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When stars die, they seed the cosmos around them with the elements that coalesce into new stars, planets, asteroids and comets. Most everything that makes up Earth, even life itself, consists of elements made by previous stars, including silicon, carbon, nitrogen and oxygen. Men dette er ikke hele historien. Meteorites commonly contain traces of a type of stardust that, until now, was thought to form only in exceptionally violent, explosive events of stellar death known as novae or supernovae. – too rare account for the abundance preserved in meteorites.
Researchers at the UA used radio telescopes in Arizona and Spain to observe gas clouds in the young planetary nebula K4-47, an enigmatic object approximately 15,000 light-years from Earth. Classified as a nebula, K4-47 is a stellar remnant, which astronomers believe was created when a star did not like our sun shed some of its material in a shell of outflowing gas before ending its life as a white dwarf.
To their surprise, the researchers found that some of the elements that make up the nebula – carbon, nitrogen and oxygen – are highly enriched with certain variants that match the abundances seen in some meteorite particles but are otherwise rare in our solar system: so-called heavy isotopes of carbon, nitrogen and oxygen, or 13 C, N and 17 O, respectively. These isotopes differ from their more common forms by containing an additional neutron inside their nucleus.
Fusing an additional neutron onto an atomic nucleus requires extreme temperatures in excess of 200 million degrees Fahrenheit, leading scientists to conclude that isotopes could only be formed in novae – violent outbursts of energy in aging binary star systems – and supernovae, in which a star blows itself apart in one cataclysmic explosion.
"The models only invoke novae and supernovae could never account for the amounts of 15 N and 17 O we observe in meteorite samples, "said Lucy Ziurys, senior author of the paper, which is published in the Dec. 20 issue of the journal Nature . "The fact that we are finding these isotopes in K4-47 tells us that we do not need strange exotic stars to explain their origin. It turns out your average garden variety stars are capable of producing them as well."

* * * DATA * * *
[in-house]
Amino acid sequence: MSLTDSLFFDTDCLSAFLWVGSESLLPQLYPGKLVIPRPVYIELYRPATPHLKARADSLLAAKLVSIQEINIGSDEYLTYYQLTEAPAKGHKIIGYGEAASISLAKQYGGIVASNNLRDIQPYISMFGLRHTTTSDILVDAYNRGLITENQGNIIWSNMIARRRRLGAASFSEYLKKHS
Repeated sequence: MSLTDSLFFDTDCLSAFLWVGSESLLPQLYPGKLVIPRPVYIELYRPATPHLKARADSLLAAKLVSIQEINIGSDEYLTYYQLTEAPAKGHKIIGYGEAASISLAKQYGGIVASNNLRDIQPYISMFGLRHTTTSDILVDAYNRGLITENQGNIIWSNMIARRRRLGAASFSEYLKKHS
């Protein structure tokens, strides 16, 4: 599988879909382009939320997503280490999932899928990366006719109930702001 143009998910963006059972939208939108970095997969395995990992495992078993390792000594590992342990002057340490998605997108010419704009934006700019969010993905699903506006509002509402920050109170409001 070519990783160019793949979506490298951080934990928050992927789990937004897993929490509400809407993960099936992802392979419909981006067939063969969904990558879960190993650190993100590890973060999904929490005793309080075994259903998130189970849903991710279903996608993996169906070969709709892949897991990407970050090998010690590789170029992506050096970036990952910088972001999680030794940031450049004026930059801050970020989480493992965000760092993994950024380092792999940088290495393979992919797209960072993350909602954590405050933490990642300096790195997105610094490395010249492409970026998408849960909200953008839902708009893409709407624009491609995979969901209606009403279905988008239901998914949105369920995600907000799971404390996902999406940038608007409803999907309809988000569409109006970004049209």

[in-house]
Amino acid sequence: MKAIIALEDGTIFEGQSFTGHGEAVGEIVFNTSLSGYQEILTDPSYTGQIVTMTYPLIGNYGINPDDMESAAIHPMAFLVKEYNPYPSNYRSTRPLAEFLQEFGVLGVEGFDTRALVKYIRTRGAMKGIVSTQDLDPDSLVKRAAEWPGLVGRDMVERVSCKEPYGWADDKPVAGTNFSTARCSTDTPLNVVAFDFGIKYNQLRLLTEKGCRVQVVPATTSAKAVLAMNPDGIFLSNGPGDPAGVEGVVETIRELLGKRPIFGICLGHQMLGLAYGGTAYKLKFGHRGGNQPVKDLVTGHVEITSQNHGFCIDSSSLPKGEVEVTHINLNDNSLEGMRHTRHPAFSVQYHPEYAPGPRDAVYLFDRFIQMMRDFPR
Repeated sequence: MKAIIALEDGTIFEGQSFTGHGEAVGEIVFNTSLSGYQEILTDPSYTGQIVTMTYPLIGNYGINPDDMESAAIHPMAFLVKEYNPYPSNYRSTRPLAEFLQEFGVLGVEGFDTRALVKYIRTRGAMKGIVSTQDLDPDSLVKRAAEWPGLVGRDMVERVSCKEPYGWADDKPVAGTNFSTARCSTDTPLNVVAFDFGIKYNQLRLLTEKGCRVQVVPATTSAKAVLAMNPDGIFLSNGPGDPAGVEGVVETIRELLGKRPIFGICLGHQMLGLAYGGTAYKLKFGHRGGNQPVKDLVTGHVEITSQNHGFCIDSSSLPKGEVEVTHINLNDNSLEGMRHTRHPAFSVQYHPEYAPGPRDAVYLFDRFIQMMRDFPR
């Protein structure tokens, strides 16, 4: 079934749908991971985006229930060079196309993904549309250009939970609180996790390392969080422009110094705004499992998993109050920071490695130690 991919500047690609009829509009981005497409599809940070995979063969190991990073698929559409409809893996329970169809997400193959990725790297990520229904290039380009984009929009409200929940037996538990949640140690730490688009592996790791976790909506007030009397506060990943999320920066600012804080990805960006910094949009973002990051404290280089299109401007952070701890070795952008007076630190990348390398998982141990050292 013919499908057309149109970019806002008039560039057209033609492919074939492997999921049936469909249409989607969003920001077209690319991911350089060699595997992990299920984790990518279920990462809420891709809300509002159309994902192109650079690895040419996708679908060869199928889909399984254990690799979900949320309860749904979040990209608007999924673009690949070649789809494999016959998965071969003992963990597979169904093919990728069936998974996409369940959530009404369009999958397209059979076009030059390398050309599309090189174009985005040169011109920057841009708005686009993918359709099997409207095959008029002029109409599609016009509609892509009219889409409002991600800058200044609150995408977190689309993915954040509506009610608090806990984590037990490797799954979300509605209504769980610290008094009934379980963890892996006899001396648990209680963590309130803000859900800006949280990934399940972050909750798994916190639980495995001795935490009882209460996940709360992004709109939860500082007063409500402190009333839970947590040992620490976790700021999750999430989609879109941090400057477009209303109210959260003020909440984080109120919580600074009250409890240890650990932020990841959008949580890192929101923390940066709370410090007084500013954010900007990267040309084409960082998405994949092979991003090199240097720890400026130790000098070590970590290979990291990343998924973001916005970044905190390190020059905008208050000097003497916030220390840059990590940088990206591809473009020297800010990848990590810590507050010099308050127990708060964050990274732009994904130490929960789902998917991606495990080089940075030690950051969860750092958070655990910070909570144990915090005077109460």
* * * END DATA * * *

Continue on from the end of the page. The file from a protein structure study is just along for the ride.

Instead of cataclysmic explosive events forging heavy isotopes, the team suggests they could be produced when an average size star such as our sun becomes unstable towards the end of its life and undergoes a so-called helium flash, in which super-hot helium from the star's core punches through the overlaying hydrogen envelope.
"This process, during which the material has to be spewed out and cooled quickly, produces 13 C, 17 O, "explained Ziurys, a professor with dual appointments in the UA's Steward Observatory and Department of Chemistry and Biochemistry. "A helium flash does not rip the star apart as a supernova does. It's more like a stellar eruption."
The findings have implications for the identification of stardust and the understanding of how common stars create elements such as oxygen, nitrogen and carbon, the authors said.
The discovery was made possible through a collaboration between disciplines that traditionally have remained relatively separate: astronomy and cosmochemistry. The team used radio telescopes at the Arizona Radio Observatory and Institut the Radioastronomy Millimetrique (IRAM) to observe rotational spectra emitted by the molecules in the K4-47 nebula, which reveal clues about their mass distribution and their identity.
"When Lucy og jeg begynte å samarbeide om dette prosjekt, vi innså at vi kunne forene det vi fant i meteoritter og hva vi ser i rommet, sier co-author Tom Zega, associate professor of cosmochemistry, planetary materials and astrobiology in the UA's Lunar and Planetary Laboratory .
The researchers are eagerly awaiting the discoveries that lie ahead for NASA's OSIRIS-REX asteroid sample return mission, which is led by the UA. Just two weeks ago, the spacecraft arrived at its target asteroid, Bennu, from which it will collect a sample of pristine material by 2020. One of the mission's major goals is to understand the evolution of Bennu and the origins of the solar system. 19659005] "You can think of the grains we find in meteorites as stellar ashes, left behind by stars that had long died when our solar system formed," Zega said. "We expect to find those pre-solar grains on Bennu – they are part of the puzzle of the history of this asteroid, and this research will help define where the material on Bennu came from."
"We can now trace where those ashes came from, "Ziurys added. "It's like an archeology of stardust."
"The study of explosive helium burning inside stars will start a new chapter in the story of the origin of the chemical elements," said Neville "Nick" Woolf, Professor Emeritus at Steward Observatory and the fourth co-author.
The article's first author is Deborah Schmidt, a doctoral student at the Steward Observatory.
Ultra-close stars discovered inside a planetary nebula
D. R. Schmidt et al. Extreme 13C, 15N and 17O isotopic enrichment in the young planetary nebula K4-47, Nature (2018). DOI: 10.1038 / s41586-018-0763-1